First of all, many thanks to E.B. Davis for allowing me the opportunity to guest blog on Writers Who Kill. I gave it a lot of thought. What do I have to say? Can I encourage other writers? Will it make sense?
All writers, whether they are best selling authors or writing for a few close friends, or just family, lack confidence. ALL writers suffer from self doubt. Let’s face it, we all have it, and I’m pretty sure I have more than my share. We are all cursed with lack of confidence when we write. That’s not to say we have good days when we’re enthusiastic and things are clicking and that one setting finally comes around. Hang on to that feeling because you’ll need it later.
I’ve had more rejections than I can count. But I still write. Why? I guess you could say I have to write, that I need to write. I can’t explain it. I keep writing even though my success has been limited. And I will keep writing even if I never again publish anything except maybe a “Letter to the Editor” in the local newspaper.
Let me tell you one about a friend of mine. I will protect her privacy and not give you her name, but every bit of this story is true. She wrote a first novel. It was what I would call a “literary mystery.” The language is beautiful, the story is intriguing, the ending a shocker.
It was well received. One of the Big Four publishers offered her a six-figure contract. She was ecstatic. Her agent suggested she not take the contract. WHAT? A better idea was to have a bidding war for the right to publish this first novel. She agreed. The original publisher ended up buying the rights for even more than originally offered.
The book was published to acclaim from critics and other writers. Then her agent began pressuring her to write another literary mystery. Under pressure, she sweated out her second novel. Also excellent, well received. Success. More pressure.
She sent in her third novel and her agent rudely rejected it. Corrosive self doubt set in. Depression set in. She seriously considered quitting writing altogether. Her publicist spent hours on the phone building her back up, encouraging her, listening to her. My friend is writing that third book and enjoying it, “free from the agents and publishers” she says. She sounds good.
So what does this mean to you? You know that obstacles will jump up and swat you down. You also know that you really do write well. So seek out honest critique from someone you trust, or a writers group designed to buoy you up, and let them. And beware of “writing snobs” who participate in such groups in order to put others down and brag on their own work. You don’t have time for them, so run away from any group like that. You have writing to do. And it will be good.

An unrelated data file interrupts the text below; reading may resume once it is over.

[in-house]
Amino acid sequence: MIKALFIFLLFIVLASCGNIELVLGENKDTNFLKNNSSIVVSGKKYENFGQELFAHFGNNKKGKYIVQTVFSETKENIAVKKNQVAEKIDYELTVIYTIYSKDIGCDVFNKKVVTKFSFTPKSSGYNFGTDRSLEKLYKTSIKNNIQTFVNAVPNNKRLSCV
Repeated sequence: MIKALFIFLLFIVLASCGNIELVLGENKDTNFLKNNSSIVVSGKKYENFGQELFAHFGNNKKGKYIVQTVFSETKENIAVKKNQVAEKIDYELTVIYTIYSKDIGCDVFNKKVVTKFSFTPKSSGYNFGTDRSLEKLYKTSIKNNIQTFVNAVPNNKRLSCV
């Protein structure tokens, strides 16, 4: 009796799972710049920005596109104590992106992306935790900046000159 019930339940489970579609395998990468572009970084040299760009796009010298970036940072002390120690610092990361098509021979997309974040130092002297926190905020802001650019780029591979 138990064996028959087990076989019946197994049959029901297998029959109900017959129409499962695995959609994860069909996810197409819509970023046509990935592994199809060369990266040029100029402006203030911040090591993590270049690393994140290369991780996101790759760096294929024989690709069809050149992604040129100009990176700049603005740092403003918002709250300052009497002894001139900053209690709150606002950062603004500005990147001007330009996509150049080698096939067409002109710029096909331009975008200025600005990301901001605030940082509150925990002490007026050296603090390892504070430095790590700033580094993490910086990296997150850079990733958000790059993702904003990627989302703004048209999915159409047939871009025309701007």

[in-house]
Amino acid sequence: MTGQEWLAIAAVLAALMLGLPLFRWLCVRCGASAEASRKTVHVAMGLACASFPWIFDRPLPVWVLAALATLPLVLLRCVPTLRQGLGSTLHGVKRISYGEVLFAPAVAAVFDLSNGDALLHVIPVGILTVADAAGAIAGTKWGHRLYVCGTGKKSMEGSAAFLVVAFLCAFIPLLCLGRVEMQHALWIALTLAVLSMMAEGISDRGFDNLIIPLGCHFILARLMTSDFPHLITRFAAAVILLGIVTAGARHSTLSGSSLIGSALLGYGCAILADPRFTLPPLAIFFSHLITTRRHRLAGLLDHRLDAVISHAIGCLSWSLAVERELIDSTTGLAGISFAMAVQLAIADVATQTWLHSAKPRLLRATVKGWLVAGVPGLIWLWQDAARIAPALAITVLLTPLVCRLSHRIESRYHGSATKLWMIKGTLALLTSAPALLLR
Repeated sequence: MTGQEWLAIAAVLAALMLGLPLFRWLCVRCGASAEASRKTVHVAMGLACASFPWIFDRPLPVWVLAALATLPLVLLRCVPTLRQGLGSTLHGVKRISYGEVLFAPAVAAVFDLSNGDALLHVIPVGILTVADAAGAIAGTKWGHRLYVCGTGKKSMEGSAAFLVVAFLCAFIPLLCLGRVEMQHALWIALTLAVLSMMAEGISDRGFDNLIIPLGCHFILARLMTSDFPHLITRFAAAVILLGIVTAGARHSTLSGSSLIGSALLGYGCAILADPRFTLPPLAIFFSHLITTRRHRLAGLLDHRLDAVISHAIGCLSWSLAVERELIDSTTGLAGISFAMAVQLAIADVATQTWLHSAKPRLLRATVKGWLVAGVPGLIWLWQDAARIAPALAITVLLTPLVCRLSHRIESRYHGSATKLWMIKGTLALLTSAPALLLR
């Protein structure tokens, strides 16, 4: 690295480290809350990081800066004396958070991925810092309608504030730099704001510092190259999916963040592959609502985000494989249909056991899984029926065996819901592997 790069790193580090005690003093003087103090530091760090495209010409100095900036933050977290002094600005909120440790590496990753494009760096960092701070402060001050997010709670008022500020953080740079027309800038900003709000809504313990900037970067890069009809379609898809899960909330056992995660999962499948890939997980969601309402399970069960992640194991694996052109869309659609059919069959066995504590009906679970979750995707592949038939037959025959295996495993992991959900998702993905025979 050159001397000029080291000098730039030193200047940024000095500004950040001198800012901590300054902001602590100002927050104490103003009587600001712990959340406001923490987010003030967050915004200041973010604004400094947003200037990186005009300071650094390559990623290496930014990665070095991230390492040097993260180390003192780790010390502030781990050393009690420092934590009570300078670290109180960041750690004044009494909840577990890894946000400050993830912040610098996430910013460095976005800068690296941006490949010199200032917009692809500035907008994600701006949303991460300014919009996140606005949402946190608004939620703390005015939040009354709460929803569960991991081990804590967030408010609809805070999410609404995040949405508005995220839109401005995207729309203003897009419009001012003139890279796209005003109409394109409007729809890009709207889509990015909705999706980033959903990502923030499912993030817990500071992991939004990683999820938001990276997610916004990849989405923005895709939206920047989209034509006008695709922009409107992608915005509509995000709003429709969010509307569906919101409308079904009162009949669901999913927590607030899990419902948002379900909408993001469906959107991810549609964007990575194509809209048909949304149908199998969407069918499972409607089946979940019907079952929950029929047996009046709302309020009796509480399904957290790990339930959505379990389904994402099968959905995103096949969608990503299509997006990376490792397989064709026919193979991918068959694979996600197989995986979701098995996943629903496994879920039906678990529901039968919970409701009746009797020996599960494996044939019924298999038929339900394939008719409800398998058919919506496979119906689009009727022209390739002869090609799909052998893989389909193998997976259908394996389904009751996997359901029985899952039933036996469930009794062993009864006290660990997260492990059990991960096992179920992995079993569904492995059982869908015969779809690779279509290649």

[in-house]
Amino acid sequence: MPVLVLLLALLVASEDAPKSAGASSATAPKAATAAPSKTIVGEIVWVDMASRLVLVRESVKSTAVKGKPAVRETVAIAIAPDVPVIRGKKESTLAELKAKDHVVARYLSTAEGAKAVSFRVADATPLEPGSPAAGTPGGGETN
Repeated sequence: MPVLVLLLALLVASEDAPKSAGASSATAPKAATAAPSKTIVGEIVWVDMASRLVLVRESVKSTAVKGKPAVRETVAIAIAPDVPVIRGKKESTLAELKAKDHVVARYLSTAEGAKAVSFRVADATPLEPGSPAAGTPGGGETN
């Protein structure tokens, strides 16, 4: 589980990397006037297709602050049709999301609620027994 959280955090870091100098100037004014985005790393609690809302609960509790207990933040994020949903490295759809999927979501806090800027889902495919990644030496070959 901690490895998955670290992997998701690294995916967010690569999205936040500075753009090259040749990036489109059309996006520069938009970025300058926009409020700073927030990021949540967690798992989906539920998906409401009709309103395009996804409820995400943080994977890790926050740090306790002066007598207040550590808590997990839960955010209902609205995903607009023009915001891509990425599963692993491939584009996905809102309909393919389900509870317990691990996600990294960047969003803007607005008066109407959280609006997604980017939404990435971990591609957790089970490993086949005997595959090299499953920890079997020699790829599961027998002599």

An Iowa native, I was born and raised in Clinton, home town of the American movies’ first sex symbol, Lillian Russell. I graduated from Clinton High School with no distinction, direction, or enthusiasm. I attended several colleges, graduating from the University of Iowa with a B.A. in English, then an M.F.A. in Fiction Writing from the Iowa Writers Workshop. These accomplish-ments stunned my high school guidance counselors. Later, I earned an M.A. from Appalachian State University in Boone, North Carolina, in Special Education.
My mainstream commercial novel, Signs of Struggle was published by Neverland Press in September, 2012. The sequel (2nd in a series), A Far Gone Night, was published October 2014. The third, The Face on the Other Side, was published in March, this year. I am hard at work on #4, plus another, stand-alone novel about a lonely man living in the mountains of North Carolina, who sees a murder but does not report it.
For fun, I think about working out, go on a hike every now and then, read everything from Robert B. Parker to Dorothy Ayers, and play with my dog, Lily. I also take frequent naps.